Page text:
Hawkesbury's Dr Michelle Crockett has been recognised in this year's Queen's Birthday Honours with an Order of Australia Medal (OAM) for service to medicine.
Dr Crockett has been a general practitioner for 30 years, providing medical services to residents from Hawkesbury, Penrith and Blacktown local government areas.
She has been co-principal of Riverstone Family Medical Practice for a decade, and is a fellow at the Royal Australian College of General Practitioners.
She is also president of Nepean Medical Association (since 2008), and a member of the steering committee for Primary Mental Health Care and GP Psychiatric Liaison Service at WentWest.
She is senior GP clinical editor at WentWest HealthPathways (since 2014), which is an online tool for GPs which provides pathways of care for over 700 clinical conditions.
Dr Crockett said it was a "very big honour" to be among the list of OAM recipients, and said she was extremely lucky to be recognised for "doing something you really love".
"I love being a GP, and sharing my patients' journey through life. It's one of the few jobs [in which] you get to go to work every day and help people. It's challenging at times, and sometimes really sad, but it's absolutely worth it," she said.
Dr Crockett grew up on the Northern Beaches and completed her medical degree at the University of Sydney. As a junior doctor, she spent time at Westmead, Blacktown and Mount Druitt Hospitals.
"I loved working out here. I love the people. I felt really at home in the western suburbs of Sydney," she said.
She set up a practice in St Marys, later joining a group practice in Penrith. During her training as a GP, Dr Crockett developed an interest in managing work injuries and did further training in this area through WorkCover NSW.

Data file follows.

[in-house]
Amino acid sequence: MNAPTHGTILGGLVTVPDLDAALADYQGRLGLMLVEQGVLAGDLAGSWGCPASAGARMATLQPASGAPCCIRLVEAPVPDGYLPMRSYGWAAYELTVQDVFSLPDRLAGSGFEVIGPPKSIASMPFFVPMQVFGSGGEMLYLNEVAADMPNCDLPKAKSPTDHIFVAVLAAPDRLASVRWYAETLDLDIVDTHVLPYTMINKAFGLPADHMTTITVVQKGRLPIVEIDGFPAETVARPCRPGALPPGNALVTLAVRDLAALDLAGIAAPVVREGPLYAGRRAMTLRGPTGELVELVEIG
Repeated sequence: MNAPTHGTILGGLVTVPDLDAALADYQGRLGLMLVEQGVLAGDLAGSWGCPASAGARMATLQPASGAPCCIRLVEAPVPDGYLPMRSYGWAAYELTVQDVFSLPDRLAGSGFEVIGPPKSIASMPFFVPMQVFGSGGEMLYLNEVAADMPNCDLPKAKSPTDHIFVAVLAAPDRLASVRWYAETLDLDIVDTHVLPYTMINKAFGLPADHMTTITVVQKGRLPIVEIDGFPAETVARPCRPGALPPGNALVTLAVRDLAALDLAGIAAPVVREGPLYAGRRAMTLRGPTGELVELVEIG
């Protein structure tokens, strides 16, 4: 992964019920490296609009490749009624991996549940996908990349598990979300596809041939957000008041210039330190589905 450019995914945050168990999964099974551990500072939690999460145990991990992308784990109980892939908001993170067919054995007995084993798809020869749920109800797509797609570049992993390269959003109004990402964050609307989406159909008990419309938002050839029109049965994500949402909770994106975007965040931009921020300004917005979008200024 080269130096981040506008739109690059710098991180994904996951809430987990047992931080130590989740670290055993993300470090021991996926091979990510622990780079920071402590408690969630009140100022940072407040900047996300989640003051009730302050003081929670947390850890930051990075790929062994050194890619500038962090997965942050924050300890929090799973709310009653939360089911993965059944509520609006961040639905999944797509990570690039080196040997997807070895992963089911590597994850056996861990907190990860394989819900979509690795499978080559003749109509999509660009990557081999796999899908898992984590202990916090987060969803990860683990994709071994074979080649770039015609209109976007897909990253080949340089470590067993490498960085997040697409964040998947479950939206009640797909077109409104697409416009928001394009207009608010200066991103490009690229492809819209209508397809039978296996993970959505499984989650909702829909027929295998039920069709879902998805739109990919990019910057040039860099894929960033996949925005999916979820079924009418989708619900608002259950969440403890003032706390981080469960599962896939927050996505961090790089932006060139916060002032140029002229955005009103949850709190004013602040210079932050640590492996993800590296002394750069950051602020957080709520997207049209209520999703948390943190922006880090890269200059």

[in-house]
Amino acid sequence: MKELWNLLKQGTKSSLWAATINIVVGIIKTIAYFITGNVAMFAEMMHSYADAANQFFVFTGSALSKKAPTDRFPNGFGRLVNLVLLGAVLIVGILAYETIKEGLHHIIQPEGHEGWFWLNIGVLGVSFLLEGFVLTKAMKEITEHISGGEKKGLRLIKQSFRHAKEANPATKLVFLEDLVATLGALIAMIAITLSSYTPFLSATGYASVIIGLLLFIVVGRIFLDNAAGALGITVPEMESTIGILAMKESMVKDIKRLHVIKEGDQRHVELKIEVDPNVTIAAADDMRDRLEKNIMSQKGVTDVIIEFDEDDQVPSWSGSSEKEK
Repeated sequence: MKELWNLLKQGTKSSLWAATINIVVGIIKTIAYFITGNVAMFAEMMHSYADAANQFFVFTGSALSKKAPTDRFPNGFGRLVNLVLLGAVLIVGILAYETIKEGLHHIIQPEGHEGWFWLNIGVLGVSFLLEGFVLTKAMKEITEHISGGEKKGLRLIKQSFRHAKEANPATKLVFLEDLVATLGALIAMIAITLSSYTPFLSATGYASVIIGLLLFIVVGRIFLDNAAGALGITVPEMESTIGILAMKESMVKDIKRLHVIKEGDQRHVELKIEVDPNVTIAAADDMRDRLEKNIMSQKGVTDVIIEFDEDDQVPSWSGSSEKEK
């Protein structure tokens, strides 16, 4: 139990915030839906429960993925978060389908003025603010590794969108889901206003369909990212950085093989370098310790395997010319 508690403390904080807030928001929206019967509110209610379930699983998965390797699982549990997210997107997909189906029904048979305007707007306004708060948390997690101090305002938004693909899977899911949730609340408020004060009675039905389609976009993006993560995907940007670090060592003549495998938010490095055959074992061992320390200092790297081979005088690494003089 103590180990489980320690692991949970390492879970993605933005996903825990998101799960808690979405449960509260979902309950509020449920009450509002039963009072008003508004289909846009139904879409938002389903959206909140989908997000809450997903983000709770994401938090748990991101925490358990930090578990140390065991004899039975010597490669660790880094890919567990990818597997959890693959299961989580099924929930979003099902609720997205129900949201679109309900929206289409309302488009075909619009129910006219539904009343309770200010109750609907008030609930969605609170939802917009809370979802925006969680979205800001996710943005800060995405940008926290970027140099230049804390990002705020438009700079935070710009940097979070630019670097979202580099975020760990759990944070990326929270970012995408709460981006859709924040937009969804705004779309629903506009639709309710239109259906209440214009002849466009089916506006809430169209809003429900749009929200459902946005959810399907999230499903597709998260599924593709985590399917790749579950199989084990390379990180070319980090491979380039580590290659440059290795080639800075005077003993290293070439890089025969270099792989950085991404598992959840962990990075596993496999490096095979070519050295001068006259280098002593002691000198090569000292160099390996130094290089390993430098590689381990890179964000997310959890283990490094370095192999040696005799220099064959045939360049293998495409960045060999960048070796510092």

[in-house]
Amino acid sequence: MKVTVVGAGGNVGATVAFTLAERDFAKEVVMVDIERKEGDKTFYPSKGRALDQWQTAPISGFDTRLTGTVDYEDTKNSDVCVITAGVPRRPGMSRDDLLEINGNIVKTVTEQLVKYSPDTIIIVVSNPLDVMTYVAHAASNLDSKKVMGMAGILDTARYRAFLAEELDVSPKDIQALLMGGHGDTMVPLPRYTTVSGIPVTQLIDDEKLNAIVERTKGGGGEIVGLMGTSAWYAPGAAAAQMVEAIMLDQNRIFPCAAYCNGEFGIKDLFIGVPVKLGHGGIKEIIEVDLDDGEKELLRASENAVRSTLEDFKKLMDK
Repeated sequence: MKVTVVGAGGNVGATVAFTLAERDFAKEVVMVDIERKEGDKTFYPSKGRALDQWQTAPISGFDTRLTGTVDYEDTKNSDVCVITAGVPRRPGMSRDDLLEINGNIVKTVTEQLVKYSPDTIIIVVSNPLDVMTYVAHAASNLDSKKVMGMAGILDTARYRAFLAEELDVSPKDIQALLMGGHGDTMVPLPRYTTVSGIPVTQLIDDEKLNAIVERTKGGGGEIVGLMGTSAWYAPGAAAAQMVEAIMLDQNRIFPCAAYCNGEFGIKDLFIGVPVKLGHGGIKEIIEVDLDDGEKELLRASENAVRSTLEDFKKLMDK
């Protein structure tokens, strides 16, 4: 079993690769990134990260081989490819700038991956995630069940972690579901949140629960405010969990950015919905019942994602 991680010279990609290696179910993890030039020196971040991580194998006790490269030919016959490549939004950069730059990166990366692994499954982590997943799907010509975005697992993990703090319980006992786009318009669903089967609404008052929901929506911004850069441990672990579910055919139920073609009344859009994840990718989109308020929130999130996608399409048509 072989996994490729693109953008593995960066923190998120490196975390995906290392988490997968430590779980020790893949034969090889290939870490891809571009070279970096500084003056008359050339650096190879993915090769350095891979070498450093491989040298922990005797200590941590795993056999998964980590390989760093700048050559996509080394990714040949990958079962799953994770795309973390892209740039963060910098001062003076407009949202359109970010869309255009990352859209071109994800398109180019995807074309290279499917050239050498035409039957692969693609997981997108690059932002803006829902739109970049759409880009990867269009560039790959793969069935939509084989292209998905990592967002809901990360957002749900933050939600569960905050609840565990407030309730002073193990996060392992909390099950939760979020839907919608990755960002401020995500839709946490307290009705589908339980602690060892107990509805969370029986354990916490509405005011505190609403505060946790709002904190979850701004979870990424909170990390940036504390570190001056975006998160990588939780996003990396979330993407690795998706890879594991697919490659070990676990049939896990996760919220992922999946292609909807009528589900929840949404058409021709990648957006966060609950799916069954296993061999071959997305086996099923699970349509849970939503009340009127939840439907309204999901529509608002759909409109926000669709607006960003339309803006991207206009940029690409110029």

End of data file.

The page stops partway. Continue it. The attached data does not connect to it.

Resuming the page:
"I've looked after physical and psychological injuries now my entire career. I like it because it's looking at the patient holistically, managing the injury but also in the context of their family and community and what the injury means to the person," she said.
She developed an interest in mental health and has completed extra training including delivering focused psychological strategies.
"Thirty years ago there was very little support for GPs in terms of mental health backup so I decided I'd have to do the training myself. I find people and the way they think and behaviour really fascinating. It's a very rewarding part of my practice; you can really make a difference to people's lives and what's going on for them," she said.
"We know nationwide there is lack of mental health services. There certainly could be more support."
Dr Crockett thanked the team at Riverstone Family Medical Practice, in particular her co-principal Sharon Muir: "She is an amazing GP and I wouldn't be able to do what I do without her. Running a general practice is really hard work - and we're not business graduates."
She also thanked her patients, of whom she said "they're my biggest teacher", and her family.
"The advantage of being a GP is you have a relationship with people over time. You get to know them and you can help them understand what's going on for them," she said.
"I would really love to see every person have a GP who knows them really well and can help them on their journey through life."